In 2017, satellite images captured strange looking buildings in Xingjian, China, quite unlike any other typical infrastructure in the region. At first glance, they resemble schools or hospitals, but once we zoom in these images, high walls and watch towers are visible as well, exposing a much darker truth. Deemed by the Chinese government “re-education camps”, – after multiple attempts of trying to deny their existence – these more than 380 detention camps in Xingjian are estimated to be holding prisoner more than 1 million people.
Who are the 1 million people detained?
The Xingjian region has been under China´s control since 1949, after being independent twice for a short time. For centuries, it was known for its strong agricultural activities and trade, having been part of the silk road. Today, this region is responsible for the largest natural gas production in the country.
In Xingjian live more than 11 million Uyghurs, a minority ethnic group of Muslims that have their own language and tradition and that culturally identify themselves with the surrounding countries of central Asia.
China views the religious beliefs of Uyghurs as extremist and separatist, using as an argument the terrorist attacks that occurred in 2013 and 2014, planed by extremist Uyghurs. For this reason, and rooted on a fear of losing the Xingjian territory to separatist Uyghurs, the Chinese authorities defend that the camps are a necessary tool to stop the terrorism and the separatist movements in the area. These assumptions are considered by the rest of the world as an unfair generalization that revolves on the denomination of all the Uyghur people as extremists.
NYTimes reveled, in 2019, documents that exposed military orders coming from the Chinese government that incentivize Xingjian´s troops to act without mercy: “We must be as harsh as them”, “and show absolutely no mercy”, “Freedom is only possible when this “virus” in their thinking is eradicated, and they are in good health”.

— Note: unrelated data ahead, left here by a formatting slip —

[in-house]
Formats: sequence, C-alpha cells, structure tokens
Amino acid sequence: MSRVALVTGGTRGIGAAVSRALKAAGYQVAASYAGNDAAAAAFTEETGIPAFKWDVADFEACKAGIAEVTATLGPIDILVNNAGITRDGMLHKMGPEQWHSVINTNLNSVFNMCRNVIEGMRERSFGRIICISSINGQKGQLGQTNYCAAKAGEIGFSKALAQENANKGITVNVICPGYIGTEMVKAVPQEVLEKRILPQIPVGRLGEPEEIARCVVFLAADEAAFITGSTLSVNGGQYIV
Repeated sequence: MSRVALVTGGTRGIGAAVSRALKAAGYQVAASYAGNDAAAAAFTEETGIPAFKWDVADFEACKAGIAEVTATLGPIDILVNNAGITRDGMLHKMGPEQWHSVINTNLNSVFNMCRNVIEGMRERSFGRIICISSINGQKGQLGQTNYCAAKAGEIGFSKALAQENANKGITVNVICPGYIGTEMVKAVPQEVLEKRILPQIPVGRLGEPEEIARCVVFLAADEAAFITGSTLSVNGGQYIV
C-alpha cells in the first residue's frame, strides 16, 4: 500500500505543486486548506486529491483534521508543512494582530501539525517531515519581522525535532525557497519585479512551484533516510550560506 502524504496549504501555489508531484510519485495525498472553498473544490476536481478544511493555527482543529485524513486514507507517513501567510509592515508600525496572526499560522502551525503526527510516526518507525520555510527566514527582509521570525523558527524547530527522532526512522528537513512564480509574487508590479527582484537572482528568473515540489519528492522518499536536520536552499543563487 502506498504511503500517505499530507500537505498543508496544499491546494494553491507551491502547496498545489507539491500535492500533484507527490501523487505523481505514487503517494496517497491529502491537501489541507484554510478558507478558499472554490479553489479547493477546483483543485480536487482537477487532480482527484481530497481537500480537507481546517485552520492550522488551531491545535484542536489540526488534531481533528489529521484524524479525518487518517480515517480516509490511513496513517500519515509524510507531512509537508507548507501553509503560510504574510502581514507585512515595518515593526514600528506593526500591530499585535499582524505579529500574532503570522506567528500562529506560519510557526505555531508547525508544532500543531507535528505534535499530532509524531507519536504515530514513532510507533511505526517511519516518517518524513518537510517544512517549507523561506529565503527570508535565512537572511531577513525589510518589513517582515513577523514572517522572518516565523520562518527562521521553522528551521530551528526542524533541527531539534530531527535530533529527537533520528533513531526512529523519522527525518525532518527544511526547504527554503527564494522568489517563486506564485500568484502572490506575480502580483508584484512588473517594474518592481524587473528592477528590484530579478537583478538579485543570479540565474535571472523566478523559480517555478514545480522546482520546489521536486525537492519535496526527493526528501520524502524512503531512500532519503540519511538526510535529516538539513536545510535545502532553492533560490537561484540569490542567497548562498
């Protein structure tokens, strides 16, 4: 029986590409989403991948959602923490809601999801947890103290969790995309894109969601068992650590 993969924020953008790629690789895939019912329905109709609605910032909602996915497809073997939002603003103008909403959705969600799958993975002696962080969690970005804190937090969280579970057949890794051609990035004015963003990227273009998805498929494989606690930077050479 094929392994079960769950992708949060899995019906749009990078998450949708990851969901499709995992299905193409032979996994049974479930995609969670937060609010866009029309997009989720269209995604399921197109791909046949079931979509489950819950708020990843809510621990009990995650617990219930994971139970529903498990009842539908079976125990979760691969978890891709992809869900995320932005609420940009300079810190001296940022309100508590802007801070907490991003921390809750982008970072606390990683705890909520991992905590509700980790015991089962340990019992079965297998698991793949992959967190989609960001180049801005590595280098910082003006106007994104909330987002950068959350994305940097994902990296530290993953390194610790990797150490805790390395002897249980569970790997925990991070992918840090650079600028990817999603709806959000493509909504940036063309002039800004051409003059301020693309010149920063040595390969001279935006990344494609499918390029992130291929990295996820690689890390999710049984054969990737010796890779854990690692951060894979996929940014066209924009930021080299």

What is happening to the Uyghur community?
From Xingjian come all sort of accounts from the community, disclosing religious-motivated detentions, assaults, interrogations, and torture. Those who are sent to the camps are admitted and not just re-educated as claimed.
In social media, requests to find missing family members are multiplying and sometimes, when clamors become too loud to be silenced, the answer arrives in the form of a phone call from said missing family members, nervously asking to never being contacted again, fearing the repercussions.
Even outside the camps, the Uyghurs that are still free are yet being constantly monitored by security cameras in the streets with facial recognition and with QR codes in the entry of buildings and police stops being put in place applying to just this minority.
In 2017, men were forbidden from using long beards and women from using the hijab, being also prohibited to teach their religion to children or give them names of Islamic origin.
In 2021, Uyghur women revealed that they are forced to use birth control as an attempt to decrease the numbers of the Uyghur population. Indeed, according to Association Press, the government subjects hundreds of thousands of Uyghur women to pregnancy tests, sterilizations and abortions.
Restrictions on this minority´s freedom also include trips inside and out of Xingjian. Moreover, reports from civil servants and university students claim that they are forbidden from conducting many religious practices, such as fasting during Ramadan or going to mosques – which are being gradually destroyed in the region.
Having come across reports of ex-detainees, western social media channels have been exposing the practices used in the re-education camps, especially BBC. This in turn has gathered the attention of the Chinese government, which promptly accused the news channel of spreading fake news, blocking their broadcasts in the country, with the justification that they need to stop with their occidental propaganda.
Images of these camps that are shared inside the country are strictly controlled by the government. In the official government records the Uyghur minority appear happy, followed by the statement that the Uyghurs come to the camps by free choice, because they want to learn and work to achieve better economic status – a very different story from the one that reaches us from international media of the likes of BBC…
What is really happening inside these camps?